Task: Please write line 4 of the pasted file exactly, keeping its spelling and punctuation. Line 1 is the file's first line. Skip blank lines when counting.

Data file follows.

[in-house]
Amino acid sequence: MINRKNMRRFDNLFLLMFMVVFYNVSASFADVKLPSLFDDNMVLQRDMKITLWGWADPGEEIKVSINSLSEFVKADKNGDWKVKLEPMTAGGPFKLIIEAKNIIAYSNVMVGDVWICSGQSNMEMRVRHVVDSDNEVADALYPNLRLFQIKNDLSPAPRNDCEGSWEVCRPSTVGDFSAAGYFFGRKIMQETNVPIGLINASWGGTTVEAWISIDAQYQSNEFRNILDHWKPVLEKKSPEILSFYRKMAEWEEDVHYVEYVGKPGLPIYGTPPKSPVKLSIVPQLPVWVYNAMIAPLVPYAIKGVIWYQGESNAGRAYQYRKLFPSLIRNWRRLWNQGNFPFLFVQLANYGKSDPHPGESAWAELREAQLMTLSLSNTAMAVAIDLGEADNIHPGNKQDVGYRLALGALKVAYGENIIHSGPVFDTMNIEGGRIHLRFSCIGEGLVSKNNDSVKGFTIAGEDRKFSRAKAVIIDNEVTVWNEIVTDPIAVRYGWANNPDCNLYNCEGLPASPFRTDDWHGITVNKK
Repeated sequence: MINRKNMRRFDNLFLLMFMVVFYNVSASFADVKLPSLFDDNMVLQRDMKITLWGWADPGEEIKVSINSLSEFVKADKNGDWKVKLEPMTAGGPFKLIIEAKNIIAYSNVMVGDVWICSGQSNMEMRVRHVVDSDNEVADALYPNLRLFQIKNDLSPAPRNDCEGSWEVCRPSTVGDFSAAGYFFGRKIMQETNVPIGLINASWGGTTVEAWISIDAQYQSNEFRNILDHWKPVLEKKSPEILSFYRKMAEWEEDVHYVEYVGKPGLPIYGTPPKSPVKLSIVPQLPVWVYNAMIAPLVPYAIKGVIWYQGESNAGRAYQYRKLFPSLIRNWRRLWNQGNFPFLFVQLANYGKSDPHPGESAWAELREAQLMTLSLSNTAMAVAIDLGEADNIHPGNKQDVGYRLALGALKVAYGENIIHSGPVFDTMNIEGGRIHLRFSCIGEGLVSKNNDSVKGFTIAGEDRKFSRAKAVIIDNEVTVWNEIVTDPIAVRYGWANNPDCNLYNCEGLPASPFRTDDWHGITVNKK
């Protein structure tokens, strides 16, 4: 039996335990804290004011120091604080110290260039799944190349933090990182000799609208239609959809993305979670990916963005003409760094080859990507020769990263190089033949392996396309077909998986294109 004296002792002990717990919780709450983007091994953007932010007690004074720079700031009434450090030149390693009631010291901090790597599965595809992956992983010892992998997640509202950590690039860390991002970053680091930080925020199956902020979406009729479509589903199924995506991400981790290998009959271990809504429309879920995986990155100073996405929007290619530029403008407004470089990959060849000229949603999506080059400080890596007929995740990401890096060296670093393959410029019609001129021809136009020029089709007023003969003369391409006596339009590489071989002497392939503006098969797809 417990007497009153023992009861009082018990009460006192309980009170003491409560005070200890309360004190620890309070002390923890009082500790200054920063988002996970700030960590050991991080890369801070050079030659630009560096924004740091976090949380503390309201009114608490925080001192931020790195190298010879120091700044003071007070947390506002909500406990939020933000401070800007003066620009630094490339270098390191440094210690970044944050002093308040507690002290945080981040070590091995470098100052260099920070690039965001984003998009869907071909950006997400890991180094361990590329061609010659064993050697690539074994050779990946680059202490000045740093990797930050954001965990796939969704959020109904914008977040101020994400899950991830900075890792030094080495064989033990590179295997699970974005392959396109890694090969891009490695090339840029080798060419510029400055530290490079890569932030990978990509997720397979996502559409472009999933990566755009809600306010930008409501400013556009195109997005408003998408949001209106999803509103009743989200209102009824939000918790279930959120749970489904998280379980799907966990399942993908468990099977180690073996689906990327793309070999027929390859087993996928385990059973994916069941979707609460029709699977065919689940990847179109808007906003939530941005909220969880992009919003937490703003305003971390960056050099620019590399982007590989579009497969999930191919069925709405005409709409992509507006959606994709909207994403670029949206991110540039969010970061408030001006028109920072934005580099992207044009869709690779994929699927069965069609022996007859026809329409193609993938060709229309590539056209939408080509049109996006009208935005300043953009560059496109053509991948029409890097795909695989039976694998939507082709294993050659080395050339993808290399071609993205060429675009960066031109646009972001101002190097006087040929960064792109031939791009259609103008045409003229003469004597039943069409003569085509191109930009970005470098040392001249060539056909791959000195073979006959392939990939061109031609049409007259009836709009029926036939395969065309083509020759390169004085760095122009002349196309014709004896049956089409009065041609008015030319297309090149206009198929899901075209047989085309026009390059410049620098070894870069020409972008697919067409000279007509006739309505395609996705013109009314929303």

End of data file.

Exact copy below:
């Protein structure tokens, strides 16, 4: 039996335990804290004011120091604080110290260039799944190349933090990182000799609208239609959809993305979670990916963005003409760094080859990507020769990263190089033949392996396309077909998986294109 004296002792002990717990919780709450983007091994953007932010007690004074720079700031009434450090030149390693009631010291901090790597599965595809992956992983010892992998997640509202950590690039860390991002970053680091930080925020199956902020979406009729479509589903199924995506991400981790290998009959271990809504429309879920995986990155100073996405929007290619530029403008407004470089990959060849000229949603999506080059400080890596007929995740990401890096060296670093393959410029019609001129021809136009020029089709007023003969003369391409006596339009590489071989002497392939503006098969797809 417990007497009153023992009861009082018990009460006192309980009170003491409560005070200890309360004190620890309070002390923890009082500790200054920063988002996970700030960590050991991080890369801070050079030659630009560096924004740091976090949380503390309201009114608490925080001192931020790195190298010879120091700044003071007070947390506002909500406990939020933000401070800007003066620009630094490339270098390191440094210690970044944050002093308040507690002290945080981040070590091995470098100052260099920070690039965001984003998009869907071909950006997400890991180094361990590329061609010659064993050697690539074994050779990946680059202490000045740093990797930050954001965990796939969704959020109904914008977040101020994400899950991830900075890792030094080495064989033990590179295997699970974005392959396109890694090969891009490695090339840029080798060419510029400055530290490079890569932030990978990509997720397979996502559409472009999933990566755009809600306010930008409501400013556009195109997005408003998408949001209106999803509103009743989200209102009824939000918790279930959120749970489904998280379980799907966990399942993908468990099977180690073996689906990327793309070999027929390859087993996928385990059973994916069941979707609460029709699977065919689940990847179109808007906003939530941005909220969880992009919003937490703003305003971390960056050099620019590399982007590989579009497969999930191919069925709405005409709409992509507006959606994709909207994403670029949206991110540039969010970061408030001006028109920072934005580099992207044009869709690779994929699927069965069609022996007859026809329409193609993938060709229309590539056209939408080509049109996006009208935005300043953009560059496109053509991948029409890097795909695989039976694998939507082709294993050659080395050339993808290399071609993205060429675009960066031109646009972001101002190097006087040929960064792109031939791009259609103008045409003229003469004597039943069409003569085509191109930009970005470098040392001249060539056909791959000195073979006959392939990939061109031609049409007259009836709009029926036939395969065309083509020759390169004085760095122009002349196309014709004896049956089409009065041609008015030319297309090149206009198929899901075209047989085309026009390059410049620098070894870069020409972008697919067409000279007509006739309505395609996705013109009314929303």